1 Risø National Laboratory for Sustainable Energy, Technical University of Denmark2 Department of Chemical and Biochemical Engineering, Technical University of Denmark3 The Danish Polymer Centre, Department of Chemical and Biochemical Engineering, Technical University of Denmark4 Center for Nanostructured Graphene, Center, Technical University of Denmark
The chemical degradation of an uncrosslinked pure fluoroelastomer (FKM; Viton A) in an alkaline environment (10% NaOH and 80 degreesC) was investigated. Scanning electron microscopy images showed that on a microscopic level, significant degradation substantially increased the surface roughness after prolonged exposure (e.g., 12 weeks). The molecular mechanisms of the chemical degradation processes at the surface were evaluated with X-ray photoelectron spectroscopy and attenuated total reflectance/Fourier transform infrared spectroscopy. The results revealed that the early degradation proceeded primarily via dehydrofluorination reactions, creating double bonds in the rubber backbone. This further accelerated the degradation after longer exposure times. Furthermore, the resulting double bonds underwent nucleophilic attack by an aqueous NaOH solution to form several oxygenated species. All these species ultimately recombined to form crosslinks, as evidenced by the increase in the gel fraction and surface hardness (Shore A). The pronounced effect of chemical degradation through a reduction in the thermal stability of the pure FKM rubber upon exposure was also evident from thermogravimetric analysis and differential thermogravimetry.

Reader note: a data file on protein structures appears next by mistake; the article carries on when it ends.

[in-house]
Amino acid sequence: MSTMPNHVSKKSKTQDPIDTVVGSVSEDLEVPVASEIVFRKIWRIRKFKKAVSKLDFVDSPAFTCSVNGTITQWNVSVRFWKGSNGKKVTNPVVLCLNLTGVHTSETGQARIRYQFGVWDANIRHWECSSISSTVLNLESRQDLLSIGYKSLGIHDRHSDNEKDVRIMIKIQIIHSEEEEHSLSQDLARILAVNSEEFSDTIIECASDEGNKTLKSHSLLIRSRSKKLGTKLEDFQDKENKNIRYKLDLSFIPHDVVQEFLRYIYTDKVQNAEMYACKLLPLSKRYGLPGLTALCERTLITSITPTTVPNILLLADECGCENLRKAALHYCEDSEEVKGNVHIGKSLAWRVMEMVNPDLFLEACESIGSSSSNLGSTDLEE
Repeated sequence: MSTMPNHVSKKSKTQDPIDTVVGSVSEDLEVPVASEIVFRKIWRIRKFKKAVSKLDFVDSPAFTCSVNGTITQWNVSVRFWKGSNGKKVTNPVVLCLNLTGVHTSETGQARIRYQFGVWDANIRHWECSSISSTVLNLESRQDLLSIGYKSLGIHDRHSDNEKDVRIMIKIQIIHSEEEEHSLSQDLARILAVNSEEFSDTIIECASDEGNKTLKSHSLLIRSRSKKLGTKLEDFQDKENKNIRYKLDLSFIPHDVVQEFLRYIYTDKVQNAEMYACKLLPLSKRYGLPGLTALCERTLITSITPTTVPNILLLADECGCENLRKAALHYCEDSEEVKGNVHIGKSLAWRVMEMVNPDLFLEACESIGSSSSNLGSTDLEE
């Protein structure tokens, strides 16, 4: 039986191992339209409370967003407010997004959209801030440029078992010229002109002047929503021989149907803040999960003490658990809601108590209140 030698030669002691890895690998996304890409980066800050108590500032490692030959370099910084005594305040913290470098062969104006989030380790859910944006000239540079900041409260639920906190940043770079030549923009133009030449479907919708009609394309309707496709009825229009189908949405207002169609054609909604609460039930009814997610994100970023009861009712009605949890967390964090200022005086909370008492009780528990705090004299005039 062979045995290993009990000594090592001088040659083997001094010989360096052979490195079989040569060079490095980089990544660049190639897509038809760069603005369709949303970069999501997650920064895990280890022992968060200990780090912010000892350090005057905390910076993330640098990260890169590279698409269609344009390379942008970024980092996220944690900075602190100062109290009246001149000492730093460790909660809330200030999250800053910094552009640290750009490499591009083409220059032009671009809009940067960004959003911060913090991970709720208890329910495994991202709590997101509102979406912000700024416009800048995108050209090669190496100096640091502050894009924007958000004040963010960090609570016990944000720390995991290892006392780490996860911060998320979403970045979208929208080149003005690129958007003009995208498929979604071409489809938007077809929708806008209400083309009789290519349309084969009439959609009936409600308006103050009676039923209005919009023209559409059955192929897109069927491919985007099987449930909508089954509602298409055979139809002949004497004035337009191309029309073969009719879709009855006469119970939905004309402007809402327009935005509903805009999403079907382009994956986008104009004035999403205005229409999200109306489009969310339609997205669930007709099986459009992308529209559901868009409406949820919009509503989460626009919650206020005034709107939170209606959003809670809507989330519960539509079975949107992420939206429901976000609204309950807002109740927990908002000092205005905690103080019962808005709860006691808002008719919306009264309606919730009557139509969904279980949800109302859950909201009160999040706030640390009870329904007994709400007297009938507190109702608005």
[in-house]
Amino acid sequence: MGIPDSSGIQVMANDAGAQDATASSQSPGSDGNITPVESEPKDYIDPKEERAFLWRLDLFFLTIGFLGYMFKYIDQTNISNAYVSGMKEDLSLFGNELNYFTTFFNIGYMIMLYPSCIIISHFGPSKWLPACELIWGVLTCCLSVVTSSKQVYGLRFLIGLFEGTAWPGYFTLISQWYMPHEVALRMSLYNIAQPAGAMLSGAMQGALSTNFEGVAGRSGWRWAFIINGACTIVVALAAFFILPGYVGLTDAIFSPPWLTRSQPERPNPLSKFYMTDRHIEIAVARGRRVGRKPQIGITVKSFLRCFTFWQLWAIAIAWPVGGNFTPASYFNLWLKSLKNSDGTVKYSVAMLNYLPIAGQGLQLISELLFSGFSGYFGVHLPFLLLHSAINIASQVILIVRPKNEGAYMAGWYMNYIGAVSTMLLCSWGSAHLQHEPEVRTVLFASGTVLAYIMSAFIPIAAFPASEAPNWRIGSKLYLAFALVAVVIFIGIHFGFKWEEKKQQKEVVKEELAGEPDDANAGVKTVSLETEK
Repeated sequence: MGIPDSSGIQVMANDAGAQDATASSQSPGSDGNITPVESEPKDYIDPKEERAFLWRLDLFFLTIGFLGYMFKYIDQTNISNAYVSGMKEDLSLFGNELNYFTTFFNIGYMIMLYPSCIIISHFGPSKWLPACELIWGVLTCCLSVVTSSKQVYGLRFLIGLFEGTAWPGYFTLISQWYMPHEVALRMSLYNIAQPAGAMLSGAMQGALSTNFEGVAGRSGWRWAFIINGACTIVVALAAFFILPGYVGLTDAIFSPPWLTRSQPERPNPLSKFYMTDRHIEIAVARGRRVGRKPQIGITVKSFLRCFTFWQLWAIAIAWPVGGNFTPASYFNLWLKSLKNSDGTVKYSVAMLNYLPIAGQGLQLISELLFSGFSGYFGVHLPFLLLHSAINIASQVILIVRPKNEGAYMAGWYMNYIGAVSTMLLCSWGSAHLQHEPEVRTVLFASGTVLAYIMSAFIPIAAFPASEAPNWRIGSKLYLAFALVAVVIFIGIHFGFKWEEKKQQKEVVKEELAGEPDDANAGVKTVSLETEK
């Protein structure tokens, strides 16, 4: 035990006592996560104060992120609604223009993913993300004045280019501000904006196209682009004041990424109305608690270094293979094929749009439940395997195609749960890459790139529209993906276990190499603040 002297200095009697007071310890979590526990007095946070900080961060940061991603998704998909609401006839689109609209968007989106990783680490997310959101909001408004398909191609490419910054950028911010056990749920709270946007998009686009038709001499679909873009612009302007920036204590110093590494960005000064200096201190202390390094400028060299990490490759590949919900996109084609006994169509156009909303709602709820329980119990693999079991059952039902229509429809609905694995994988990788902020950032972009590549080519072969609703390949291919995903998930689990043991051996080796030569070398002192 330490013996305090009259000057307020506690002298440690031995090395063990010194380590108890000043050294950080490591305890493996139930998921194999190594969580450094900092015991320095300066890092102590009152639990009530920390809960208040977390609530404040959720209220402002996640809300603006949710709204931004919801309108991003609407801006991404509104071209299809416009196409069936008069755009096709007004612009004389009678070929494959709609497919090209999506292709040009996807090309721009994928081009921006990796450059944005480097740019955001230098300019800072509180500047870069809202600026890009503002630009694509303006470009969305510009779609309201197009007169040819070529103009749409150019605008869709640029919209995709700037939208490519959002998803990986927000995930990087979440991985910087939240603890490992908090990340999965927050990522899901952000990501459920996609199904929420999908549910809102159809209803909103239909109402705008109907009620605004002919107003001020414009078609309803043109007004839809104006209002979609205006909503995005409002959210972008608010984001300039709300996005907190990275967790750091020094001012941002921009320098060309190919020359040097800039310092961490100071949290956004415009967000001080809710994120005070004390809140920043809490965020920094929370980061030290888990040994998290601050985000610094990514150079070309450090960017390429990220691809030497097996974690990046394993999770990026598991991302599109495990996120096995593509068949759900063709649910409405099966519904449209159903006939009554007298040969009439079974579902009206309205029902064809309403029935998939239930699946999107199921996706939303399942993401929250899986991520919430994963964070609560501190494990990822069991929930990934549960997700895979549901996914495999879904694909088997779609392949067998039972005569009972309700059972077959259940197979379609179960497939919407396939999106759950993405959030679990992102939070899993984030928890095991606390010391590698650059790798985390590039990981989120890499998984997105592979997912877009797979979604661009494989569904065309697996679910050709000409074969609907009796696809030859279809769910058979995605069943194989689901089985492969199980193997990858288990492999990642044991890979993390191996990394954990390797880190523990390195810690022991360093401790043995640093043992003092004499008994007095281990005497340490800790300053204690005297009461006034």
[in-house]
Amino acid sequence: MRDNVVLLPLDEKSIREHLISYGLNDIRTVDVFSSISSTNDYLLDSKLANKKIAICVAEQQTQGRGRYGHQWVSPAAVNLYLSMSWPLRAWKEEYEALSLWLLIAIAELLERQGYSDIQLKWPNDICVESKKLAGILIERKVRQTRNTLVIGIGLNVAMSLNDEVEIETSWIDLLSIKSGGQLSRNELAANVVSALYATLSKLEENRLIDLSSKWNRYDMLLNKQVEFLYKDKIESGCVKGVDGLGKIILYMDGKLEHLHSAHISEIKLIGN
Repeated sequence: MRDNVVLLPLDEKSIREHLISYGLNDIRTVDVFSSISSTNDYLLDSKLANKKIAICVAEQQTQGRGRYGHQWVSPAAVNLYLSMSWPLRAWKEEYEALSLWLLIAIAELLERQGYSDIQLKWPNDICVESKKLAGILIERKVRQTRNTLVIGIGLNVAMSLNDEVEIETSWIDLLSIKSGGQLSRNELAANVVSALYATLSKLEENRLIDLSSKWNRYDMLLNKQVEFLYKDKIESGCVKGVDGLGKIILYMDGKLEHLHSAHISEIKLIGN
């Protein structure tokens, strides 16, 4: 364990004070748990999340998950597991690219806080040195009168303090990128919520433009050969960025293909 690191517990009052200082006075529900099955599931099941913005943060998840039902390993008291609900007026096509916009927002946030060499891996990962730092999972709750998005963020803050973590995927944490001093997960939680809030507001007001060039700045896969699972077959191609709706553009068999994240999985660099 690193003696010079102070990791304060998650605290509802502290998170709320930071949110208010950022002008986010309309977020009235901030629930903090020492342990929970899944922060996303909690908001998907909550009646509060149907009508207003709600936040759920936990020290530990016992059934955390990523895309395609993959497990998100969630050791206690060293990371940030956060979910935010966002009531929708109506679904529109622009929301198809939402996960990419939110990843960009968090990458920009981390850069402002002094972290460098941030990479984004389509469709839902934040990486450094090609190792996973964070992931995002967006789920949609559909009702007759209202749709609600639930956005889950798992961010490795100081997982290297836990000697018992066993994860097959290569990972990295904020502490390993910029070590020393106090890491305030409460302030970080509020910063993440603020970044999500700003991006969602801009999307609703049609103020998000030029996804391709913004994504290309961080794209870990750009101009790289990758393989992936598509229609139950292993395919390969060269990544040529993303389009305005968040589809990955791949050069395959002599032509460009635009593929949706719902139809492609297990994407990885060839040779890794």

Journal of Polymer Science. Part A, Polymer Chemistry, 2004, Vol 42, Issue 24, p. 6216-6229